Film Review – TEN WANTED MEN (1955)

Image result for ten wanted men 1955TEN WANTED MEN (USA, 1955) **½
     Distributor: Columbia Pictures; Production Company: Columbia Pictures Corporation / Ranown Pictures Corp.; Release Date: 1 February 1955; Filming Dates: 17 April 1954 – 7 May 1954; Running Time: 80m; Colour: Technicolor; Sound Mix: Mono (Western Electric Recording); Film Format: 35mm; Film Process: Spherical; Aspect Ratio: 1.85:1; BBFC Cert: U.
     Director: H. Bruce Humberstone; Writer: Kenneth Gamet (based on a story by Irving Ravetch and Harriet Frank Jr.); Producer: Harry Joe Brown; Associate Producer: Randolph Scott; Director of Photography: Wilfred M. Cline; Music Composer: Paul Sawtell; Film Editor: Gene Havlick; Art Director: Edward L. Ilou; Set Decorator: Frank Tuttle; Sound: John P. Livadary, Jack A. Goodrich.
     Cast: Randolph Scott (John Stewart), Jocelyn Brando (Corinne Michaels), Richard Boone (Wick Campbell), Alfonso Bedoya (Hermando), Donna Martell (Maria Segura), Skip Homeier (Howie Stewart), Clem Bevans (Tod Grinnel), Leo Gordon (Frank Scavo), Minor Watson (Jason Carr), Lester Matthews (Adam Stewart), Tom Powers (Henry Green), Dennis Weaver (Sheriff Clyde Gibbons), Lee Van Cleef (Al Drucker), Kathleen Crowley (Marva Gibbons (uncredited)), Louis Jean Heydt (Tom Baines (uncredited)), Edna Holland (Ann (uncredited)), Francis McDonald (Deputy Warner (uncredited)), Boyd ‘Red’ Morgan (Red Dawes (uncredited)), Denver Pyle (Dave Weed (uncredited)).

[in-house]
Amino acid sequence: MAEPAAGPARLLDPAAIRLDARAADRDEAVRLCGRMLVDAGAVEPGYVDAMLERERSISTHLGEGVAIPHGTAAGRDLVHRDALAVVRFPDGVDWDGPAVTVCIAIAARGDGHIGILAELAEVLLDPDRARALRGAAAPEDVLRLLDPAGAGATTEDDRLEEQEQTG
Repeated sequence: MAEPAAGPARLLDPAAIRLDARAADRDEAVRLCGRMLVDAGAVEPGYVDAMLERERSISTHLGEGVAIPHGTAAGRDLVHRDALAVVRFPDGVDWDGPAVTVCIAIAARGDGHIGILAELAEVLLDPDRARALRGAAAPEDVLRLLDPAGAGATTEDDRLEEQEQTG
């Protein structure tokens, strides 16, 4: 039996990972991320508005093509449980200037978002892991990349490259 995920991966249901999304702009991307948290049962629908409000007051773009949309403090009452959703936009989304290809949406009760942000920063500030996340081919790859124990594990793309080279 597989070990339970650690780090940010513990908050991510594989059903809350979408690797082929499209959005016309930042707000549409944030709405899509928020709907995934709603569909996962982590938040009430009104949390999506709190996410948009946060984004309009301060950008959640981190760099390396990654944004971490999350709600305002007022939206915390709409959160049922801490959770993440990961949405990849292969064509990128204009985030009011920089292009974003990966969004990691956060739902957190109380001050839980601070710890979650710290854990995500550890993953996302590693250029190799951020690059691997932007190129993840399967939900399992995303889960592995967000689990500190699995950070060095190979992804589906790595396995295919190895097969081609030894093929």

Synopsis: When his ward seeks protection with a rival cattleman an embittered, jealous rancher hires ten outlaws to help him seize power in the territory.
     Comment: This routine B-Western is one of the lesser examples of Scott and Brown’s productions through the 1950s. The story is a familiar tale of a range war between Scott and Boone following Boone’s ward resisting his advances and running to Scott’s nephew, Homeier. Shot on location at Old Tucson the film suffers from weak direction by Humberstone and some hammy performances – notably Homeier. Scott looks too classy for the material, but gamely makes the most of a by-the-numbers script whilst Boone, early in his career, is still finding his range. Some of the doubling stunt work is obvious and there are technical continuity errors that hint at the rushed nature of the production. Despite its faults, this is still a reasonably diverting entertainment.

Film Review – RIDE LONESOME (1959)

Image result for ride lonesome 1959RIDE LONESOME (USA, 1959) ****